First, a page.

To make filing easier, more consistent rules for income determination would simplify application for the EITC. If the measure of income used in determining incomes taxes is considered fair – it is supposedly designed to tax according to one’s ability to pay – then it should also be considered adequate for the EITC’s purposes.
Another important step in filing for the EITC is determining what constitutes the filing unit. Here, too, the EITC rules diverge from those of the income tax, and ways of merging the definitions would simplify filing for the credit.
A full analysis of problems resulting from the EITC’s unnecessary complexity is beyond the scope of this report, but it is clear that a simplified design that makes the credit more transparent to the taxpayer is a goal worth striving for.
A proposal for reform: the ‘Universal Unified Child Credit’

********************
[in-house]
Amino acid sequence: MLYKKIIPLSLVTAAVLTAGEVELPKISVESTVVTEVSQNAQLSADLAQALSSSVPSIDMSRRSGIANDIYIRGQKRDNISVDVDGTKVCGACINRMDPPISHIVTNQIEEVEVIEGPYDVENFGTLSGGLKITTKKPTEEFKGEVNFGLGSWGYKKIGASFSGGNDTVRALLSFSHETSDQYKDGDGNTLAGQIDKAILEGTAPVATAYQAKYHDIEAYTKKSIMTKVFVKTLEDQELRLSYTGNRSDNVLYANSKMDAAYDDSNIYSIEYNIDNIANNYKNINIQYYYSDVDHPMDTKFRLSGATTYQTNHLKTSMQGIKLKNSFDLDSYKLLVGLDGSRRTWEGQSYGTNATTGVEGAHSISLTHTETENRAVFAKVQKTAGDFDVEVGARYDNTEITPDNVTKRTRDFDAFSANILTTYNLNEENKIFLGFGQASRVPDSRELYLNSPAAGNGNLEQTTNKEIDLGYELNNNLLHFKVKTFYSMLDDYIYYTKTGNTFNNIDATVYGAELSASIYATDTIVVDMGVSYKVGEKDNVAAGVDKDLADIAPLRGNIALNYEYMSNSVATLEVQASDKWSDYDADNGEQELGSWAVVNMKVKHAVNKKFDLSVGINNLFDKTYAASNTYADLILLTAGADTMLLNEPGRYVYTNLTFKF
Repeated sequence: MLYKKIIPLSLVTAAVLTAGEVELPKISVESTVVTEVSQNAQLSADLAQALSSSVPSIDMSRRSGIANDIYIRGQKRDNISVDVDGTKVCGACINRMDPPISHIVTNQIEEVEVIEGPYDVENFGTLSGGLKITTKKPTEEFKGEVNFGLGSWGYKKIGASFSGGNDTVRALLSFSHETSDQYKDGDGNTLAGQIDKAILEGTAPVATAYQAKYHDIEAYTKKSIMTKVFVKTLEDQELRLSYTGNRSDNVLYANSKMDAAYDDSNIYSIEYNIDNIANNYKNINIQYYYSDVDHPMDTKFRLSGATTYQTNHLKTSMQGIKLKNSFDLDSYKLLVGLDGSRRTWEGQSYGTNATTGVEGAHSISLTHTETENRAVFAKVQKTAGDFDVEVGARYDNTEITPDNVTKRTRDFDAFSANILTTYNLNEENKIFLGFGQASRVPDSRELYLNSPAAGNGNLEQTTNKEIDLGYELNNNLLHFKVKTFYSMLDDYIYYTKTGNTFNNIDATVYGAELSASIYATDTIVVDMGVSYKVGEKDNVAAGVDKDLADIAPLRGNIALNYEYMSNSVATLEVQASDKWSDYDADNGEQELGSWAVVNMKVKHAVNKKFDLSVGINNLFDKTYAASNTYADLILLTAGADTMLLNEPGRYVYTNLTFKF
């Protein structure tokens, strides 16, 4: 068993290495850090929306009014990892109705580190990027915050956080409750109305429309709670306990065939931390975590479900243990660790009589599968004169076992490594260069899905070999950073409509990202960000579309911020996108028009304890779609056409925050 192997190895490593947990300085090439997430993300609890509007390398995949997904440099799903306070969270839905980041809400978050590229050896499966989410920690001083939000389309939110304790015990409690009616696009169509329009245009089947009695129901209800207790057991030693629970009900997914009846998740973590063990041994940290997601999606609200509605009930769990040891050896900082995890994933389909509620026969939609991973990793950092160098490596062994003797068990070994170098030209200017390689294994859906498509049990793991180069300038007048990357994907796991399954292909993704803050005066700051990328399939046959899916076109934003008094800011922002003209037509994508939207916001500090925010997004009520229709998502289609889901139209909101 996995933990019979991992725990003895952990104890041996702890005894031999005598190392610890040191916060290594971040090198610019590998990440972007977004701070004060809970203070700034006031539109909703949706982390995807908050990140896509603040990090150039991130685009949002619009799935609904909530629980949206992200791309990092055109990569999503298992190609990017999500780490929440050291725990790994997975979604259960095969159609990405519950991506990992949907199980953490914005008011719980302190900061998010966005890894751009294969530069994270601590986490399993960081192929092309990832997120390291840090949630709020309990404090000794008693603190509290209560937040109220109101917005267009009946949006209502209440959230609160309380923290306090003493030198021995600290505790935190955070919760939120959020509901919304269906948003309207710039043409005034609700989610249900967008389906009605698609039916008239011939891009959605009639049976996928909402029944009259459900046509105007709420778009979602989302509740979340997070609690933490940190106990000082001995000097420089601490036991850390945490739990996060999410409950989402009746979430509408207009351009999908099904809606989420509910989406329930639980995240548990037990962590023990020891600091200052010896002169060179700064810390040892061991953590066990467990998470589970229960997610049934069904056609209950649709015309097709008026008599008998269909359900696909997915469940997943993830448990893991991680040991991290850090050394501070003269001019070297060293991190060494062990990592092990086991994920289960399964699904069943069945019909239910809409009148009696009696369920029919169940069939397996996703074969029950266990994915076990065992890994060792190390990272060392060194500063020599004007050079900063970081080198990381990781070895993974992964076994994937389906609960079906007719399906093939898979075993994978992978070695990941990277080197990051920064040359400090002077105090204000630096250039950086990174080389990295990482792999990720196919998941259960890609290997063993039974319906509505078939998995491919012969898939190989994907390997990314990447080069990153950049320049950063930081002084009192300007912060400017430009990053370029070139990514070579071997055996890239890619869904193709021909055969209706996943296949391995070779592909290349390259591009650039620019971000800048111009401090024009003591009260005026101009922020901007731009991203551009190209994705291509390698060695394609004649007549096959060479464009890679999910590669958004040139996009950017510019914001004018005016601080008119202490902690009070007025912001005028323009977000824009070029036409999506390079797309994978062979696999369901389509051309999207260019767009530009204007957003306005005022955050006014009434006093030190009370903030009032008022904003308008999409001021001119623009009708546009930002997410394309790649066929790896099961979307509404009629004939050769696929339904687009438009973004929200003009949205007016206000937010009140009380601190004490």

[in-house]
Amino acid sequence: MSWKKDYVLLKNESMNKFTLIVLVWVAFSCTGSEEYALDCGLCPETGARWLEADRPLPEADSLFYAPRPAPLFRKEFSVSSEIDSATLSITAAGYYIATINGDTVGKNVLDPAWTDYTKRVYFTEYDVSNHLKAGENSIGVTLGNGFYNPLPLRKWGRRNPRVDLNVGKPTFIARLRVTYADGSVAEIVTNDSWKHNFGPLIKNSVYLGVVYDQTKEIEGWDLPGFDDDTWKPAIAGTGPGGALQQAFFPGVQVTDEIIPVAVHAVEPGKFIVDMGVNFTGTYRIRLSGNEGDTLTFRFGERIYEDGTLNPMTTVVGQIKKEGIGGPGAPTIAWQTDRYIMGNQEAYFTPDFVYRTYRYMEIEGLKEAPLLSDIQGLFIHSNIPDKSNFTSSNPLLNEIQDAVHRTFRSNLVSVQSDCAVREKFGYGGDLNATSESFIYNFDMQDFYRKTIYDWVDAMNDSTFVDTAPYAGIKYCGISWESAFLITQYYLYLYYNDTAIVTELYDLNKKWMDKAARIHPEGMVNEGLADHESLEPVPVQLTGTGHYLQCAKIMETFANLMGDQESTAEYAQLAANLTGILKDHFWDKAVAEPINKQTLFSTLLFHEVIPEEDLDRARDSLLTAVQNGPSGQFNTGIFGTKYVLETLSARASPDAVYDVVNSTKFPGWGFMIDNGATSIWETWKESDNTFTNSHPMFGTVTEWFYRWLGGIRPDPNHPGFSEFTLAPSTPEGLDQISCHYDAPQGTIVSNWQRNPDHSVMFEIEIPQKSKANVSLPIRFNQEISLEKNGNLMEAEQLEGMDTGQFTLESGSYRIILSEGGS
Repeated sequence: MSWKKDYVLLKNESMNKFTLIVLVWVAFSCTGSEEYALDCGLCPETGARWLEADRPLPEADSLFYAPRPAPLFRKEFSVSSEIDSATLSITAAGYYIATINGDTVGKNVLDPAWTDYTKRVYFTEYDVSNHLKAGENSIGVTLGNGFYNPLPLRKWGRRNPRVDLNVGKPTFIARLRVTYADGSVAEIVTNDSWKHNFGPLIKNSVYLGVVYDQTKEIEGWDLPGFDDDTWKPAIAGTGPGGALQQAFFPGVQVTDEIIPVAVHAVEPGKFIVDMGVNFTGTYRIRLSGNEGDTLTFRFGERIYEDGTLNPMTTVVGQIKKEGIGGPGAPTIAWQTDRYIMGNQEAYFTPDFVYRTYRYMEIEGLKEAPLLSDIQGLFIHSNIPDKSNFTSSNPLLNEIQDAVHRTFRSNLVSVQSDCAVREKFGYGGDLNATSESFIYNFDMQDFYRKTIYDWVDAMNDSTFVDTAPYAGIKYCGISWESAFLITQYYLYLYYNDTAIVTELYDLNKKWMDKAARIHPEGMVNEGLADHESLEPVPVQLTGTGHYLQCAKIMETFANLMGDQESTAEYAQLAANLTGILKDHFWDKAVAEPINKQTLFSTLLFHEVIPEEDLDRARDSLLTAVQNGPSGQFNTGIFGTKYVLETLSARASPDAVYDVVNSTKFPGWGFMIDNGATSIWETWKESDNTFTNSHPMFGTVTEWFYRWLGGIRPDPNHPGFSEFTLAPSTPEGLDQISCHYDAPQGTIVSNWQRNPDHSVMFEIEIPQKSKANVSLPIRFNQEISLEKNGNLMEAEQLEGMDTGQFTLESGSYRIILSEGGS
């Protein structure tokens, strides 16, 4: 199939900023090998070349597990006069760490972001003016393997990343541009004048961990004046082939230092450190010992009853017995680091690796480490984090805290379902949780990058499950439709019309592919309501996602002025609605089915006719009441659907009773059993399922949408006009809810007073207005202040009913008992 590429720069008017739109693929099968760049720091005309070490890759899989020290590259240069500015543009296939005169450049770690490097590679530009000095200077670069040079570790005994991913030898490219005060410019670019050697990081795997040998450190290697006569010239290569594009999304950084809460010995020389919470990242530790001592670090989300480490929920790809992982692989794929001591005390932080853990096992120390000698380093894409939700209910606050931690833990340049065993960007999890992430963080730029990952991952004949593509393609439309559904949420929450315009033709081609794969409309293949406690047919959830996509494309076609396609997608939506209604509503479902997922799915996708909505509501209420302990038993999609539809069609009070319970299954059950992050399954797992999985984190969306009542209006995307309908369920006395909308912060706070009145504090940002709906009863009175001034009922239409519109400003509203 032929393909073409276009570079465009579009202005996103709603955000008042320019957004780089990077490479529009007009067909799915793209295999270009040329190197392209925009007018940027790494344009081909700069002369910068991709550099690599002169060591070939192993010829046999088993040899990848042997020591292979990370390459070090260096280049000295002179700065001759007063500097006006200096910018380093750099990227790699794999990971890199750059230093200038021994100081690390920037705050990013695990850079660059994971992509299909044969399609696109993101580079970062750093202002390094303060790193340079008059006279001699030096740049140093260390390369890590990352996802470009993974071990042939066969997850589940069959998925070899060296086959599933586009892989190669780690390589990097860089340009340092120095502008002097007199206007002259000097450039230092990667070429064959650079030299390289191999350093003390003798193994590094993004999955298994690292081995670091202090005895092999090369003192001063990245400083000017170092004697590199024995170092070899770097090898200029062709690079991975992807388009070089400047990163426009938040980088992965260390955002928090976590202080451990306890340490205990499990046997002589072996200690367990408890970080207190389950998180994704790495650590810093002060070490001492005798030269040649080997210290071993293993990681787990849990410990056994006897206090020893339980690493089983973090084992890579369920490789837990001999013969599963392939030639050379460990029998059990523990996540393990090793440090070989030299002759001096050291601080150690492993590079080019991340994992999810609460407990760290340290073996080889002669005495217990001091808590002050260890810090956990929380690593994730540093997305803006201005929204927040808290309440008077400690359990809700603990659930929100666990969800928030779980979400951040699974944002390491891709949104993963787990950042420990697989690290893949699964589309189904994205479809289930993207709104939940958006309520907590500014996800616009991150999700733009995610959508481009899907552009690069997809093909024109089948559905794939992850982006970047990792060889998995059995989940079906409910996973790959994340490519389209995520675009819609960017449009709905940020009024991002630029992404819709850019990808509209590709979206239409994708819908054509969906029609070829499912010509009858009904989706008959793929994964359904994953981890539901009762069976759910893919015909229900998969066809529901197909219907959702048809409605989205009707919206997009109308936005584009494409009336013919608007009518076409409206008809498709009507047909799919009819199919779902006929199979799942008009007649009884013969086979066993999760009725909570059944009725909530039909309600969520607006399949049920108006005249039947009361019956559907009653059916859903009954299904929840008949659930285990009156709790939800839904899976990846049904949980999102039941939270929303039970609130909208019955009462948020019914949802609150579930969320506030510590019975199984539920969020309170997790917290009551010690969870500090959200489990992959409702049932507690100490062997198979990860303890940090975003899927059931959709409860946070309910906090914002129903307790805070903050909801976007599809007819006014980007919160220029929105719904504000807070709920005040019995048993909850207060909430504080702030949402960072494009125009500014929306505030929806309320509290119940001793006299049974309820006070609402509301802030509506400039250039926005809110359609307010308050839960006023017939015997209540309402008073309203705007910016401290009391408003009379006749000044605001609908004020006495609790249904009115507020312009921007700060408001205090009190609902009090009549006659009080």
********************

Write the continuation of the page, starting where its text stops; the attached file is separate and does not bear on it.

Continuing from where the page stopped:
To address the inconsistencies and inequities in the EITC and other family tax benefits, this report proposes that the dependent exemption be converted into a credit and combined with the EITC, the Child Credit, and the Additional Child Credit. This new, combined credit – which could be named the Universal Unified Child Credit (UUCC) – would be available to all taxpayers with children whose income derives from employment.
Like the EITC, the UUCC would rise for an initial range of labor earnings, flatten out over an additional range, and then phase down. The difference is that it would not phase out to zero. It would settle to a minimum benefit of $1,270 per child. As noted above, this is the value of the exemption and Child Credit for taxpayers in the 28% bracket. Current eligibility restrictions based on interest and dividend income limits would remain in effect.